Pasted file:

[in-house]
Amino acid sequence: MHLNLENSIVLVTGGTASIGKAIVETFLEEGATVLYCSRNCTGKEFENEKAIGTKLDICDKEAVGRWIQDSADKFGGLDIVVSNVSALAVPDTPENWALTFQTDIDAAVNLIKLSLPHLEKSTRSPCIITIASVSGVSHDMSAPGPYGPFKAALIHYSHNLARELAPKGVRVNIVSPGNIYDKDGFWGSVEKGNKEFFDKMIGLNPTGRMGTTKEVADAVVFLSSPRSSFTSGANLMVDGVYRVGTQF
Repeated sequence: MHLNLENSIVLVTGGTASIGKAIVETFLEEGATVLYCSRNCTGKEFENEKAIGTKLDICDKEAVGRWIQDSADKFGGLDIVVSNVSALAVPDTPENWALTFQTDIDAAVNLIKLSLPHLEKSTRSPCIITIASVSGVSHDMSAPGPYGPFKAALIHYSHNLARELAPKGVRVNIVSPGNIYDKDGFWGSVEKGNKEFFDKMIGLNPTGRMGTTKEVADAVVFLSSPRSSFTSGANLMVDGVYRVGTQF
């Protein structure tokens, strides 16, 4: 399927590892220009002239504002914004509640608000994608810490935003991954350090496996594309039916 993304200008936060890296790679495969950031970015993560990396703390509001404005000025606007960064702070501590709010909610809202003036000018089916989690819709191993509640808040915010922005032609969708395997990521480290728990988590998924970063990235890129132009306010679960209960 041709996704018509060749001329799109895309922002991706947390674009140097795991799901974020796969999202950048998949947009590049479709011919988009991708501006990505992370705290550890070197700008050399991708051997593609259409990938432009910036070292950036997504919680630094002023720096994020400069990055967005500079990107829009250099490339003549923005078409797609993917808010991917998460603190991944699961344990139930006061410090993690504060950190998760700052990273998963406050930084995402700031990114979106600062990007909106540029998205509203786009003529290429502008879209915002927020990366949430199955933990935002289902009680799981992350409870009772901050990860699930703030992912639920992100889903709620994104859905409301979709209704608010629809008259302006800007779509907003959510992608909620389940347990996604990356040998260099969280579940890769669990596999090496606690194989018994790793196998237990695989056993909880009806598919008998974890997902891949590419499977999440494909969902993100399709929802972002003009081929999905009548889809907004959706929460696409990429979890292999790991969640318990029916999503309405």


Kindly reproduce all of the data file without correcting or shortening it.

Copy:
[in-house]
Amino acid sequence: MHLNLENSIVLVTGGTASIGKAIVETFLEEGATVLYCSRNCTGKEFENEKAIGTKLDICDKEAVGRWIQDSADKFGGLDIVVSNVSALAVPDTPENWALTFQTDIDAAVNLIKLSLPHLEKSTRSPCIITIASVSGVSHDMSAPGPYGPFKAALIHYSHNLARELAPKGVRVNIVSPGNIYDKDGFWGSVEKGNKEFFDKMIGLNPTGRMGTTKEVADAVVFLSSPRSSFTSGANLMVDGVYRVGTQF
Repeated sequence: MHLNLENSIVLVTGGTASIGKAIVETFLEEGATVLYCSRNCTGKEFENEKAIGTKLDICDKEAVGRWIQDSADKFGGLDIVVSNVSALAVPDTPENWALTFQTDIDAAVNLIKLSLPHLEKSTRSPCIITIASVSGVSHDMSAPGPYGPFKAALIHYSHNLARELAPKGVRVNIVSPGNIYDKDGFWGSVEKGNKEFFDKMIGLNPTGRMGTTKEVADAVVFLSSPRSSFTSGANLMVDGVYRVGTQF
């Protein structure tokens, strides 16, 4: 399927590892220009002239504002914004509640608000994608810490935003991954350090496996594309039916 993304200008936060890296790679495969950031970015993560990396703390509001404005000025606007960064702070501590709010909610809202003036000018089916989690819709191993509640808040915010922005032609969708395997990521480290728990988590998924970063990235890129132009306010679960209960 041709996704018509060749001329799109895309922002991706947390674009140097795991799901974020796969999202950048998949947009590049479709011919988009991708501006990505992370705290550890070197700008050399991708051997593609259409990938432009910036070292950036997504919680630094002023720096994020400069990055967005500079990107829009250099490339003549923005078409797609993917808010991917998460603190991944699961344990139930006061410090993690504060950190998760700052990273998963406050930084995402700031990114979106600062990007909106540029998205509203786009003529290429502008879209915002927020990366949430199955933990935002289902009680799981992350409870009772901050990860699930703030992912639920992100889903709620994104859905409301979709209704608010629809008259302006800007779509907003959510992608909620389940347990996604990356040998260099969280579940890769669990596999090496606690194989018994790793196998237990695989056993909880009806598919008998974890997902891949590419499977999440494909969902993100399709929802972002003009081929999905009548889809907004959706929460696409990429979890292999790991969640318990029916999503309405």